February 4, 2018

From false microfoundations to true macrofoundations (II)

Comment on Simon Wren-Lewis on ‘Large models, small models and Brexit’


Anyone can climb on a soapbox and tell the world how they would save the country or humanity ― except an economist. An economist needs the true theory: “In order to tell the politicians and practitioners something about causes and best means, the economist needs the true theory or else he has not much more to offer than educated common sense or his personal opinion.” (Stigum)

This, then, is the methodological challenge: “The highest ambition an economist can entertain who believes in the scientific character of economics would be fulfilled as soon as he succeeded in constructing a simple model displaying all the essential features of the economic process by means of a reasonably small number of equations connecting a reasonably small number of variables. (Schumpeter)

Economists do not have the true theory/model. The failure of economics had been programmed by the founding fathers with the definition of the subject matter as social science and later on with this very specific guideline: “It is a touchstone of accepted economics that all explanations must run in terms of the actions and reactions of individuals. Our behavior in judging economic research, in peer review of papers and research, and in promotions, includes the criterion that in principle the behavior we explain and the policies we propose are explicable in terms of individuals, not of other social categories.” (Arrow)#1

Arrow’s definition covers General Equilibrium Theory, Marshallian partial analysis, Behavioral Economics, DSGE, Agent-Based Models, and verbalized/common sense/ad hoc/special purpose models.

The common denominator of these approaches is that they take individual/social behavior as a starting point and then try to explain the behavior of the economy as a whole. The methodological defect of the microfoundations approach is that NO way leads from the explanation of Human Nature/motives/behavior/action to the explanation of how the economic system works. This is known as the Fallacy of Composition. Economics does not conform to Aristotle’s general definition of science: “When the premises are certain, true, and primary, and the conclusion formally follows from them, this is demonstration, and produces scientific knowledge of a thing.”

Because the premises/microfoundations are NOT certain/true/primary a Paradigm Shift is necessary. Economics has to move from microfoundations to macrofoundations. For a graphical summary of the methodological basics see Wikimedia.#2

Methodologically it holds, (i) all microfoundations approaches are axiomatically dead, (ii) all Keynesian approaches are defective with regard to the definition of macroeconomic profit/income,#3 (iii) if it isn’t macro-axiomatized it isn’t economics,#4 (iv) lacking the true theory, economists have not more to offer than educated/computer-aided common sense.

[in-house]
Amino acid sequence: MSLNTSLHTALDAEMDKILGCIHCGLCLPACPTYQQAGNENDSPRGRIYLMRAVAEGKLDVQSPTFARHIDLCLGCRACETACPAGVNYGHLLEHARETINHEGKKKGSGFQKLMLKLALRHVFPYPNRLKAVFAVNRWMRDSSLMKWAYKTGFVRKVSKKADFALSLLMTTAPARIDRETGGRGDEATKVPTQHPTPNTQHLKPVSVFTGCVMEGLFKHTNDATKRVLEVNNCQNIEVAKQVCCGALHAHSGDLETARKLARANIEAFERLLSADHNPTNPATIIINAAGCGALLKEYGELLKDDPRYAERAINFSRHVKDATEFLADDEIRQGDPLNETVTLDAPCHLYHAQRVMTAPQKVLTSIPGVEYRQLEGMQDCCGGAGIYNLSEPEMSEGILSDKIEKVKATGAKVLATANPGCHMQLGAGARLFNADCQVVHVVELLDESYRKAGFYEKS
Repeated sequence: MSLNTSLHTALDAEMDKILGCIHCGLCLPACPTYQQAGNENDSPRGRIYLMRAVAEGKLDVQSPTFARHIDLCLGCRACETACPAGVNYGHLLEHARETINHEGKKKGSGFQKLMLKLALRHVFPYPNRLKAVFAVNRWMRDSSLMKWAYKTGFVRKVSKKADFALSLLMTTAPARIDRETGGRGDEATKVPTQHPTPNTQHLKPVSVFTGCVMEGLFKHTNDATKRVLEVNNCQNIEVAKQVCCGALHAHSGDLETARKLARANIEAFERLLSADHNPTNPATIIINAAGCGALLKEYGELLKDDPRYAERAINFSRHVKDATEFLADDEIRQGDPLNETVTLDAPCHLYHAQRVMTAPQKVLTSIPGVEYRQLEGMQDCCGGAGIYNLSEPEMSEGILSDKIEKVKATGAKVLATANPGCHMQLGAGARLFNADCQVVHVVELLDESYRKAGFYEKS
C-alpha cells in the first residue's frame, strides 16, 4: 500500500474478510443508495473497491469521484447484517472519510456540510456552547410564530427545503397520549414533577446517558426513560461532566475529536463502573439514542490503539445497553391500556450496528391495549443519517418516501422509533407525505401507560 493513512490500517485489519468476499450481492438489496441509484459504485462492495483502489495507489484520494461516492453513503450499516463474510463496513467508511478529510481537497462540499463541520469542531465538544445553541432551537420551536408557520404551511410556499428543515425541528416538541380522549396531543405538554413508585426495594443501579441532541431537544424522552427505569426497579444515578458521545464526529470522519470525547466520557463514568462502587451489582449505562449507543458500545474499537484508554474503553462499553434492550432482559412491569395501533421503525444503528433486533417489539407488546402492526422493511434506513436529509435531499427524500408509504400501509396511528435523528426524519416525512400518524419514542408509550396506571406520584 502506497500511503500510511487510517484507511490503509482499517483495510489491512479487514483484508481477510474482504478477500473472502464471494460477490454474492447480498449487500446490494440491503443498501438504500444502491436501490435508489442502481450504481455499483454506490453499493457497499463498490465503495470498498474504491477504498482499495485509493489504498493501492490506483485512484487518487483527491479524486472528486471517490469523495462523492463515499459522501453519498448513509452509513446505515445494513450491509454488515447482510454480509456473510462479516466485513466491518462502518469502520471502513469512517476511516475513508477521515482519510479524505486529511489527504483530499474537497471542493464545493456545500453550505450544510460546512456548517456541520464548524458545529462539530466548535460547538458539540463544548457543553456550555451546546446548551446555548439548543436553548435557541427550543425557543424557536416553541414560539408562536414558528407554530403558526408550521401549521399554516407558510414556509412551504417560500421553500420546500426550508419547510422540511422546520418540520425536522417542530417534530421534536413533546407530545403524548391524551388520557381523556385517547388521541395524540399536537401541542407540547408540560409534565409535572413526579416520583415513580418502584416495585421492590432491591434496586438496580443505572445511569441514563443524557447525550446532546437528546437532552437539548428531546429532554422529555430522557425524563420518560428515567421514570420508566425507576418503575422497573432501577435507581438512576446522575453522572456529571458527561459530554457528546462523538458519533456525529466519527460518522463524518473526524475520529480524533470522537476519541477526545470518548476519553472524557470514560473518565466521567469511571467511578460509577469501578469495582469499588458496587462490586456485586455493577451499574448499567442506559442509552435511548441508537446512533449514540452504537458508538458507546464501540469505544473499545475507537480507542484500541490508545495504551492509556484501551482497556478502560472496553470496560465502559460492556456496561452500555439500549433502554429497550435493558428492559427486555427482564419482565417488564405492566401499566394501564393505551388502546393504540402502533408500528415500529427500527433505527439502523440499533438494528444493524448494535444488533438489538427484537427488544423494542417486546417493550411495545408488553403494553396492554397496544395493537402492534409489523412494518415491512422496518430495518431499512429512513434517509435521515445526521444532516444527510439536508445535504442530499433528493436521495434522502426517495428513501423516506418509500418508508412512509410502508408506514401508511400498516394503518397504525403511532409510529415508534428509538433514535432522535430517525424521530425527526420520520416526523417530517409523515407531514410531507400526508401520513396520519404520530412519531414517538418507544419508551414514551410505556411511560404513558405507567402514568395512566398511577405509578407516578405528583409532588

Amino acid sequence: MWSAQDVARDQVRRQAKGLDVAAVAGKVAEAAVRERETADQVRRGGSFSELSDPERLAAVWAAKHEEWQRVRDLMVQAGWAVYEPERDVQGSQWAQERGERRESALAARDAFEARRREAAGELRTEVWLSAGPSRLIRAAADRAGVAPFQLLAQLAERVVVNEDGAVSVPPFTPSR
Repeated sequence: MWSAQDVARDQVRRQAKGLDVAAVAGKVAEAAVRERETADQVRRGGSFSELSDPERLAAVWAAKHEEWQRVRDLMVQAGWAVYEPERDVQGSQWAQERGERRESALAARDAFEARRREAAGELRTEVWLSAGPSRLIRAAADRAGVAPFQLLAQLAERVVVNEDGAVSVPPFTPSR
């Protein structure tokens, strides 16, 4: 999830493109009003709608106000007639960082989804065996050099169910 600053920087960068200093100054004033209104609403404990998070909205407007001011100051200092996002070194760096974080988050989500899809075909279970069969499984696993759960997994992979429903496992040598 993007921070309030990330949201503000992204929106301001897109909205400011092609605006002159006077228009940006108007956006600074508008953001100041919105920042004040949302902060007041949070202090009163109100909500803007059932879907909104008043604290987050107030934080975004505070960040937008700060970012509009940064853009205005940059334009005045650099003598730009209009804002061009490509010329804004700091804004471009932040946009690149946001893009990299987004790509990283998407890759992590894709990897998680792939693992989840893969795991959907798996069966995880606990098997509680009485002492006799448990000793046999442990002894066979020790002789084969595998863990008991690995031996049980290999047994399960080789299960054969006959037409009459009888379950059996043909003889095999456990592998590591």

Egmont Kakarot-Handtke

#1 This translates into the neo-Walrasian hardcore propositions a.k.a. as axioms “HC1 economic agents have preferences over outcomes; HC2 agents individually optimize subject to constraints; HC3 agent choice is manifest in interrelated markets; HC4 agents have full relevant knowledge; HC5 observable outcomes are coordinated, and must be discussed with reference to equilibrium states.” (Weintraub)
#2 Wikimedia AXEC126 From microfoundations to macrofoundations

Source of the inserted chart: Simon Wren-Lewis, mainly macro blog

#3 Is Nick Rowe stupid or corrupt or both?
#4 The core of macroeconomic premises a.k.a. axioms reads: (A0) The objectively given and most elementary systemic configuration of the economy consists of the household and the business sector which, in turn, consists initially of one giant fully integrated firm. (A1) Yw=WL wage income Yw is equal to wage rate W times working hours. L, (A2) O=RL output O is equal to productivity R times working hours L, (A3) C=PX consumption expenditure C is equal to price P times quantity bought/sold X.

Related 'Where economics went wrong (I)' and 'Where economics went wrong (II)' and 'Where modern macroeconomics went wrong' and 'How Arrow pushed economics over the cliff' and 'From false microfoundations to true macrofoundations (I)' and 'From false micro to true macro: the new economic paradigm' and 'Dilettantes at the end of the coal-pit' and 'Macro for dummies (II)' and 'The new macroeconomic Paradigm' and 'MMT and the canonical macroeconomic model'. For details of the big picture see cross-references Paradigm Shift.


Wikimedia AXEC121i